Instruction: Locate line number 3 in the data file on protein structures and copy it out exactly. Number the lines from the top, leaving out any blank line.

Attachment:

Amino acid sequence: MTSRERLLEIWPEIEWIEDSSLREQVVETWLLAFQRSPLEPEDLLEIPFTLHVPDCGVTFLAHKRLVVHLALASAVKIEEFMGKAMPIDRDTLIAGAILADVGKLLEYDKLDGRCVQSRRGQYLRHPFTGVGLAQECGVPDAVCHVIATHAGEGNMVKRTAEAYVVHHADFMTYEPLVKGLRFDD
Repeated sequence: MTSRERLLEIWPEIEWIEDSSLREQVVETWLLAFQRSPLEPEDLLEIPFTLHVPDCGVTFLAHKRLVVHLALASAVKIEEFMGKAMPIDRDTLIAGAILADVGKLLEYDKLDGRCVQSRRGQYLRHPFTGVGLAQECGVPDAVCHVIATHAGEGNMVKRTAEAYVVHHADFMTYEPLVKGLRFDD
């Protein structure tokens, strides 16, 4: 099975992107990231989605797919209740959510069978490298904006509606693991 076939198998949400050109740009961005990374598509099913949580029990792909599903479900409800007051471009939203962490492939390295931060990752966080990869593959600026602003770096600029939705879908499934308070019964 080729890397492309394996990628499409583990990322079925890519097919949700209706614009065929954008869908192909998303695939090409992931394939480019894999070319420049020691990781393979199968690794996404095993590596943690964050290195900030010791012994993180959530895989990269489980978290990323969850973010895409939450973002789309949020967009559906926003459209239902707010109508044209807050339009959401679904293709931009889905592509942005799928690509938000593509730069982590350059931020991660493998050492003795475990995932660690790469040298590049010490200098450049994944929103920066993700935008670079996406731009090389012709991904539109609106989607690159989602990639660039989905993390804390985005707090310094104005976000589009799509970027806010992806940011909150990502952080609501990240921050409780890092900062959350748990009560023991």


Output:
């Protein structure tokens, strides 16, 4: 099975992107990231989605797919209740959510069978490298904006509606693991 076939198998949400050109740009961005990374598509099913949580029990792909599903479900409800007051471009939203962490492939390295931060990752966080990869593959600026602003770096600029939705879908499934308070019964 080729890397492309394996990628499409583990990322079925890519097919949700209706614009065929954008869908192909998303695939090409992931394939480019894999070319420049020691990781393979199968690794996404095993590596943690964050290195900030010791012994993180959530895989990269489980978290990323969850973010895409939450973002789309949020967009559906926003459209239902707010109508044209807050339009959401679904293709931009889905592509942005799928690509938000593509730069982590350059931020991660493998050492003795475990995932660690790469040298590049010490200098450049994944929103920066993700935008670079996406731009090389012709991904539109609106989607690159989602990639660039989905993390804390985005707090310094104005976000589009799509970027806010992806940011909150990502952080609501990240921050409780890092900062959350748990009560023991």